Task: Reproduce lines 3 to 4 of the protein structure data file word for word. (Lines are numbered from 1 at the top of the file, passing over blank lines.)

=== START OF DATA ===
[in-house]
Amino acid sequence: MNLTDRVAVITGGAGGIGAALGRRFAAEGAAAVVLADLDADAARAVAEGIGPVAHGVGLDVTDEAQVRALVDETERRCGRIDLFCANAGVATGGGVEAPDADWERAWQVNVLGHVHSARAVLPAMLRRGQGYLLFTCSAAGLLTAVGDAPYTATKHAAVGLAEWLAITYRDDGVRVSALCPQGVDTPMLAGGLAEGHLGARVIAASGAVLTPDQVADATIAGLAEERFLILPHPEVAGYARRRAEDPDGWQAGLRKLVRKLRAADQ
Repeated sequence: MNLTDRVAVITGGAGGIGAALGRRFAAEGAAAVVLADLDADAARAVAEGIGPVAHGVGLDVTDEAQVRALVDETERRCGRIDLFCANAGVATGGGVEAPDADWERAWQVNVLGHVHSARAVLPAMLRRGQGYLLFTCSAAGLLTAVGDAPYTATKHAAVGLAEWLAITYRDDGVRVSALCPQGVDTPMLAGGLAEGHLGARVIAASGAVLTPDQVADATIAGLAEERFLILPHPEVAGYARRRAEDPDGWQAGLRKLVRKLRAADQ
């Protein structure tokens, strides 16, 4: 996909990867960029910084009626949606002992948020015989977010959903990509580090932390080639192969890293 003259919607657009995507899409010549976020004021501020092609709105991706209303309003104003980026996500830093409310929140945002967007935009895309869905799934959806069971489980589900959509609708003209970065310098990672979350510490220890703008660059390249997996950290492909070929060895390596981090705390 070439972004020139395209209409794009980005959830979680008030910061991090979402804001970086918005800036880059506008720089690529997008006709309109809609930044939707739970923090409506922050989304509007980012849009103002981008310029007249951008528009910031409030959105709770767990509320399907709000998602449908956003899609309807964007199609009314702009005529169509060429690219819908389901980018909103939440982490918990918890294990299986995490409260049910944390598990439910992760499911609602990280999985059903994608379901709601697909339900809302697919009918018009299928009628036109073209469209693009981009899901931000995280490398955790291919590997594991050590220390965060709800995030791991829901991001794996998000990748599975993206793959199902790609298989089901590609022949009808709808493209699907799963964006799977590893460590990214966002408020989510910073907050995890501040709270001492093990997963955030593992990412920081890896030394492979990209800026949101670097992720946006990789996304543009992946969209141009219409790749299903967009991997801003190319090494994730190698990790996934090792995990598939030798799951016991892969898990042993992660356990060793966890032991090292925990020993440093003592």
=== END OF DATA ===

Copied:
Repeated sequence: MNLTDRVAVITGGAGGIGAALGRRFAAEGAAAVVLADLDADAARAVAEGIGPVAHGVGLDVTDEAQVRALVDETERRCGRIDLFCANAGVATGGGVEAPDADWERAWQVNVLGHVHSARAVLPAMLRRGQGYLLFTCSAAGLLTAVGDAPYTATKHAAVGLAEWLAITYRDDGVRVSALCPQGVDTPMLAGGLAEGHLGARVIAASGAVLTPDQVADATIAGLAEERFLILPHPEVAGYARRRAEDPDGWQAGLRKLVRKLRAADQ
């Protein structure tokens, strides 16, 4: 996909990867960029910084009626949606002992948020015989977010959903990509580090932390080639192969890293 003259919607657009995507899409010549976020004021501020092609709105991706209303309003104003980026996500830093409310929140945002967007935009895309869905799934959806069971489980589900959509609708003209970065310098990672979350510490220890703008660059390249997996950290492909070929060895390596981090705390 070439972004020139395209209409794009980005959830979680008030910061991090979402804001970086918005800036880059506008720089690529997008006709309109809609930044939707739970923090409506922050989304509007980012849009103002981008310029007249951008528009910031409030959105709770767990509320399907709000998602449908956003899609309807964007199609009314702009005529169509060429690219819908389901980018909103939440982490918990918890294990299986995490409260049910944390598990439910992760499911609602990280999985059903994608379901709601697909339900809302697919009918018009299928009628036109073209469209693009981009899901931000995280490398955790291919590997594991050590220390965060709800995030791991829901991001794996998000990748599975993206793959199902790609298989089901590609022949009808709808493209699907799963964006799977590893460590990214966002408020989510910073907050995890501040709270001492093990997963955030593992990412920081890896030394492979990209800026949101670097992720946006990789996304543009992946969209141009219409790749299903967009991997801003190319090494994730190698990790996934090792995990598939030798799951016991892969898990042993992660356990060793966890032991090292925990020993440093003592």